7. 7. MODALS & AUXILIARIES<br />4. Questions can be formed by inverting the subject and the modal verb.<br />For example:<br /> Note:<br />We do not use ‘do’ in questions and negatives.<br />Rajesh can sing.<br />Can Rajesh sing?<br />3/18/2011<br />Presented by Prof. Harbhadrasinh Sarvaiya<br />7<br />
  8. 8. MODALS & AUXILIARIES<br />For example: <br />We cannot say,<br />OR<br />Does Rajesh can sing?<br />Rajesh doesn’t can sing.<br />3/18/2011<br />Presented by Prof. Harbhadrasinh Sarvaiya<br />8<br />
  9. 9. MODALS & AUXILIARIES<br />5. We can use the structure:<br />modal verb + be + … -ing.<br />For example:<br />Its getting dark. You should be leaving now.<br />I might be going to Washington next week.<br />3/18/2011<br />Presented by Prof. Harbhadrasinh Sarvaiya<br />9<br />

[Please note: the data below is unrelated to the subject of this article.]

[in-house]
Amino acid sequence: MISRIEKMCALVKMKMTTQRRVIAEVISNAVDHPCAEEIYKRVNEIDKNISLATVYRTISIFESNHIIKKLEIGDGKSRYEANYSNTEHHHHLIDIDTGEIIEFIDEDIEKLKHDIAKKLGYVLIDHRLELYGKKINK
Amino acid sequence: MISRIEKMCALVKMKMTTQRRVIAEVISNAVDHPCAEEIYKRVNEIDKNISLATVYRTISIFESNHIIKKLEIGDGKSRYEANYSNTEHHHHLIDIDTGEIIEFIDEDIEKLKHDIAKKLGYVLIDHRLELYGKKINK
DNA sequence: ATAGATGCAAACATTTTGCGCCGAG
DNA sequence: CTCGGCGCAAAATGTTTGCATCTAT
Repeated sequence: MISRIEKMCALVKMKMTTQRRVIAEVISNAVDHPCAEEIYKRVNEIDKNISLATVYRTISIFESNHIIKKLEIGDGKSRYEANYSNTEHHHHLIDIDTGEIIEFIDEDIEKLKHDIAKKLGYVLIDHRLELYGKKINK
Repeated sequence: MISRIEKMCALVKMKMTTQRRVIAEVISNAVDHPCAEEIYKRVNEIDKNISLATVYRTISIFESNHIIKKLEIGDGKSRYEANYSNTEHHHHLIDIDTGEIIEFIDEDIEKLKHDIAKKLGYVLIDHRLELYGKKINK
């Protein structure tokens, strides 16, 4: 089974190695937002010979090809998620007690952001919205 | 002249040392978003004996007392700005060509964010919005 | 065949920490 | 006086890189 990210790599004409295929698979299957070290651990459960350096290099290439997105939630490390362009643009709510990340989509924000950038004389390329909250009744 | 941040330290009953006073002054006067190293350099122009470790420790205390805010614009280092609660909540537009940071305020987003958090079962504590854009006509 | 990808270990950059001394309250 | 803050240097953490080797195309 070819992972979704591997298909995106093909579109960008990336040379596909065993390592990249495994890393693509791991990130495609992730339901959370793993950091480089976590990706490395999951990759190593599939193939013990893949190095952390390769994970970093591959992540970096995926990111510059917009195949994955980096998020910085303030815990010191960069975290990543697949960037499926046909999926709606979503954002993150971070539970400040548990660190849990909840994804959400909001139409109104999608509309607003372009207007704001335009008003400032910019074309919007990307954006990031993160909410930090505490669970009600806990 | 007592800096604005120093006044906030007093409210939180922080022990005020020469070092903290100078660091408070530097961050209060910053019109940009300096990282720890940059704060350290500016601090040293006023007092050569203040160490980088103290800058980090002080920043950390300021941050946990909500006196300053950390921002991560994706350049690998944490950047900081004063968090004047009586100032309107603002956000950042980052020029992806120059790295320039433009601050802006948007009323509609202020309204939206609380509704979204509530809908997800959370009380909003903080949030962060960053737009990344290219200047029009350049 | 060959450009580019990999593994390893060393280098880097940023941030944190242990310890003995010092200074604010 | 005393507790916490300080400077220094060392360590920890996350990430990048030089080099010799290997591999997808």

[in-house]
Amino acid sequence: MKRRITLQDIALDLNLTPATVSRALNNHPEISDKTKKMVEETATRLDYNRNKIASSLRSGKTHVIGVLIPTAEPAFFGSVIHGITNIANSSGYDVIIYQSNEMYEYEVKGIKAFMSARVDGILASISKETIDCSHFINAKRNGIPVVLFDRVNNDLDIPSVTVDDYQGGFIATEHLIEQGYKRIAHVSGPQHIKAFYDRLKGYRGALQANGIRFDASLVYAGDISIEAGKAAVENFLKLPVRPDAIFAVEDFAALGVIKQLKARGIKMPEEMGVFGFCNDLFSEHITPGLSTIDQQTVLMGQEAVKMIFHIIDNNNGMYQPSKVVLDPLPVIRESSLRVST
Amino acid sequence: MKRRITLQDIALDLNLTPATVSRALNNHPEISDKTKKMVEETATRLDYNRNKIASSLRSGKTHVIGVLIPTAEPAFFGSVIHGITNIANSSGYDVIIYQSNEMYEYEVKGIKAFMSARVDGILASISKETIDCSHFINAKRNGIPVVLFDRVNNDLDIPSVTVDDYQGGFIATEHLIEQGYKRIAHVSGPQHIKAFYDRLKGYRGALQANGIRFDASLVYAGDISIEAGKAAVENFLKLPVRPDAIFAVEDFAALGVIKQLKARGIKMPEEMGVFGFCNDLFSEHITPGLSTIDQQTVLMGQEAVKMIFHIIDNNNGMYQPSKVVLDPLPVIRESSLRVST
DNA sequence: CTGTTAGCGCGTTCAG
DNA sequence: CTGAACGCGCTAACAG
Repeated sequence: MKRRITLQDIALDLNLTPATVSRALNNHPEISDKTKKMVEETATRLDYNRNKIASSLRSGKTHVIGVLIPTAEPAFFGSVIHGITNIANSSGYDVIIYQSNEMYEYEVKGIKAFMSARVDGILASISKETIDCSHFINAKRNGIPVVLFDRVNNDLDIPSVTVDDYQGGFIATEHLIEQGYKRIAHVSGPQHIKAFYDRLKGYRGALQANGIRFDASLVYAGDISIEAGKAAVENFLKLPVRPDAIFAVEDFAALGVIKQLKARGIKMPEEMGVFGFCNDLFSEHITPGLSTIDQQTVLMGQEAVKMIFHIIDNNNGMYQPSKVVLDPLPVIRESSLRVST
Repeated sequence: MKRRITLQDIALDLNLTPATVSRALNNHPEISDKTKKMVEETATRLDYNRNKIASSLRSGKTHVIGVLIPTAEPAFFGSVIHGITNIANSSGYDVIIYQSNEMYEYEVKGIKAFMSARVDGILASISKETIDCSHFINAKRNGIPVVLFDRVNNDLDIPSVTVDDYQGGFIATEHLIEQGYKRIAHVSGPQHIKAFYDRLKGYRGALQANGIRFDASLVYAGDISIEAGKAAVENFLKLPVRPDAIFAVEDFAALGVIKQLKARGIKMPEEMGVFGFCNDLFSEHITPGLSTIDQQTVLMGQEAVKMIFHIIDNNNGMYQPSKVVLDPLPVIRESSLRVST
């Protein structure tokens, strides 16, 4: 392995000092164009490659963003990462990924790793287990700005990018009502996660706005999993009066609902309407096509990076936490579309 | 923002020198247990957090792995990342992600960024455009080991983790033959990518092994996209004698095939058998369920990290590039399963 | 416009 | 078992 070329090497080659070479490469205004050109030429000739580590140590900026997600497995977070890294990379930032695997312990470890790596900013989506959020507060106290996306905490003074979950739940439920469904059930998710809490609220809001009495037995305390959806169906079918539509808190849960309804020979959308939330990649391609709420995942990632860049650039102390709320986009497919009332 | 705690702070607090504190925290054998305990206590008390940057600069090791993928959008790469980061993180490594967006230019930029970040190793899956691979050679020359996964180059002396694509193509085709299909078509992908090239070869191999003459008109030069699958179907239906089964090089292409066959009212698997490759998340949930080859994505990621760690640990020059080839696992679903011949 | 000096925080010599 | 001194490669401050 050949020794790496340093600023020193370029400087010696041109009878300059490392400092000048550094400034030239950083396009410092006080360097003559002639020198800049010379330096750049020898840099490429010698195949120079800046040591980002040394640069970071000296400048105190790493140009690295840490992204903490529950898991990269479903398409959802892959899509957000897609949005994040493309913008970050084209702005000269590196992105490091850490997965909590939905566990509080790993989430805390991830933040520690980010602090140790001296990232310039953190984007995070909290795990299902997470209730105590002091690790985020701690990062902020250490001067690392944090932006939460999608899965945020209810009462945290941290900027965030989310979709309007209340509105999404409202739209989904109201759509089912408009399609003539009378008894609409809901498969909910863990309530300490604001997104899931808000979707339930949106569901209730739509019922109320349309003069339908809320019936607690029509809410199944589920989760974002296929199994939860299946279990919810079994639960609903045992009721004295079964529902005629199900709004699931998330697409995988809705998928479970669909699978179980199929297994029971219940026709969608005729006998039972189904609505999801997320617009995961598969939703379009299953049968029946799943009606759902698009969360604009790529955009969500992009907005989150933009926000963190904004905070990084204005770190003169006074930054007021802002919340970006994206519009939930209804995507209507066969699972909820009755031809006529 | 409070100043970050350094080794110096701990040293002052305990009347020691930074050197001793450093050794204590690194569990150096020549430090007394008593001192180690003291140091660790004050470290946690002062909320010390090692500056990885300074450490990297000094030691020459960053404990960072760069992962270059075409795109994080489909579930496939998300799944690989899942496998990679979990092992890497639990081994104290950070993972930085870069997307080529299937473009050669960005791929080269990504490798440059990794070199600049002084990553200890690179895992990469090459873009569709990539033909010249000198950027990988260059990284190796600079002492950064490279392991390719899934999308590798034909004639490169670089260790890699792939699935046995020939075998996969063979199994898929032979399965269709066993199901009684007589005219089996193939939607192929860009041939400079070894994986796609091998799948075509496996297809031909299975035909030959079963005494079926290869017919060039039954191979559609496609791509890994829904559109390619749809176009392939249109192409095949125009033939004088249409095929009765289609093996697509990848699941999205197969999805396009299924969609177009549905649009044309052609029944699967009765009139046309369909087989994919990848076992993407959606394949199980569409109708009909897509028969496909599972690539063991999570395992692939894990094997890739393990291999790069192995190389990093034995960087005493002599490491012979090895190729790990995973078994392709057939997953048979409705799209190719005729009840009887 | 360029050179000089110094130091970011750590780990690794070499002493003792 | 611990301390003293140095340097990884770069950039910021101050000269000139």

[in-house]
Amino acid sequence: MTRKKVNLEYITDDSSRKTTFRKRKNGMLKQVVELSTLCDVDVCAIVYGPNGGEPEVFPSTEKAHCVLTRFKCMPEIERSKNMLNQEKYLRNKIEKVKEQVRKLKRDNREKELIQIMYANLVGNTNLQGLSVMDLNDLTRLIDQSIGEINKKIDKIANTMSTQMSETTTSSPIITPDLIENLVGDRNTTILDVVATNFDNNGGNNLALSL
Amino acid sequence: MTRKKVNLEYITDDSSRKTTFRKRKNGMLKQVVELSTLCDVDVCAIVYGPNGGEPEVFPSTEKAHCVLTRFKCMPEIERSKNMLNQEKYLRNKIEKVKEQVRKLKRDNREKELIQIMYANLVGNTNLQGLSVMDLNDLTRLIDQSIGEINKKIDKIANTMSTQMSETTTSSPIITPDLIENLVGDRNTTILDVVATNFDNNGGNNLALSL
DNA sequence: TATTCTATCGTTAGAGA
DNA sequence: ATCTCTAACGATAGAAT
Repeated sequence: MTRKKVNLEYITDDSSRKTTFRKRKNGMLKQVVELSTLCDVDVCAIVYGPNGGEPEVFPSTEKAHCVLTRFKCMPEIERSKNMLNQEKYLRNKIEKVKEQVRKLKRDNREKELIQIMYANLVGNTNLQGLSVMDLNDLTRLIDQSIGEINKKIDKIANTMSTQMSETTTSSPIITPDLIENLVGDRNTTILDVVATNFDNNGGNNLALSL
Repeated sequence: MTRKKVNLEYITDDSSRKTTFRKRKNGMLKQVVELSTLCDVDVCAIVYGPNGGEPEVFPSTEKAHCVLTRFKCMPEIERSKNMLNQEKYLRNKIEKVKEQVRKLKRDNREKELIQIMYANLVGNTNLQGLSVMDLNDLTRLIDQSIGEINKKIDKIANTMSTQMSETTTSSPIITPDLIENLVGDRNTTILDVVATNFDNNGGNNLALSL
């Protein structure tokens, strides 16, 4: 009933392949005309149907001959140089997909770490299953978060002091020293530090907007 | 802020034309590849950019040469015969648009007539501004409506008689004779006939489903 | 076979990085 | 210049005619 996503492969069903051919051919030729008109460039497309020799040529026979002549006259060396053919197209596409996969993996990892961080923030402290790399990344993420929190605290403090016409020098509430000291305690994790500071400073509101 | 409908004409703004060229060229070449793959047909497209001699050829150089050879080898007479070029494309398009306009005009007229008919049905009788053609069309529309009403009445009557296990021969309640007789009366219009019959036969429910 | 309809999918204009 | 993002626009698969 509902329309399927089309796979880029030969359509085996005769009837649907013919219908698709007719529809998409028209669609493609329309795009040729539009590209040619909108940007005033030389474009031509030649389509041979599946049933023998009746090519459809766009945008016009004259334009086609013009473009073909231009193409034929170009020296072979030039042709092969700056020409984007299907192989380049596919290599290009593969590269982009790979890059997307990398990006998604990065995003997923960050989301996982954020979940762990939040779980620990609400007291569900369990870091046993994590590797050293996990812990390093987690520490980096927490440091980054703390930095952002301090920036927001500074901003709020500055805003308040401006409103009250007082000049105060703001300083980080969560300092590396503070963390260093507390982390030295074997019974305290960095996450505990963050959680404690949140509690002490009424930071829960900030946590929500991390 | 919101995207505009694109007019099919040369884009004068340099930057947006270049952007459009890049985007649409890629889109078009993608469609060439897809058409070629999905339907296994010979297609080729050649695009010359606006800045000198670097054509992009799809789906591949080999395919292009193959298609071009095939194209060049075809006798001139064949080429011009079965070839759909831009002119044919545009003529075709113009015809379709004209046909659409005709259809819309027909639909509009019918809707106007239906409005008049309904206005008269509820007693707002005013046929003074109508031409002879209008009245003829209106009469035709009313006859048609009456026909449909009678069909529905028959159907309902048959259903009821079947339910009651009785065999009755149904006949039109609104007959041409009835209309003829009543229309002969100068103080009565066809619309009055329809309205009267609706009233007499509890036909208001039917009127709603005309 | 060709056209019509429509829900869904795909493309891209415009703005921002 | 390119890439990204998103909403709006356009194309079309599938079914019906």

10. 10. MODALS & AUXILIARIES<br />Modal Verbs for Ability: Can, could, be able to<br />We use can to talk about ability, or to say that something is possible.<br /> Its negative is can’t or cannot.<br />For example:<br />Shilpa can drive.<br />Can you swim?<br />They can’t attend the meeting.<br />3/18/2011<br />Presented by Prof. Harbhadrasinh Sarvaiya<br />10<br />
  11. 11. MODALS & AUXILIARIES<br />Note: <br />Sometimes we can also use be able to instead of can, but the use of can is more common for our daily conversations.<br />For example:<br />Shilpa is able to drive a car.<br />3/18/2011<br />Presented by Prof. Harbhadrasinh Sarvaiya<br />11<br />
  12. 12. MODALS & AUXILIARIES<br />2. We use could to say that someone had the ability to do something in a general sense, in the past.<br />For example:<br />We can also use was/were able to in the sentences given above.<br />I could talk when I was two years old.<br />My grandfather could play football in his youth.<br />I was able to talk when I was two years old.<br />3/18/2011<br />Presented by Prof. Harbhadrasinh Sarvaiya<br />12<br />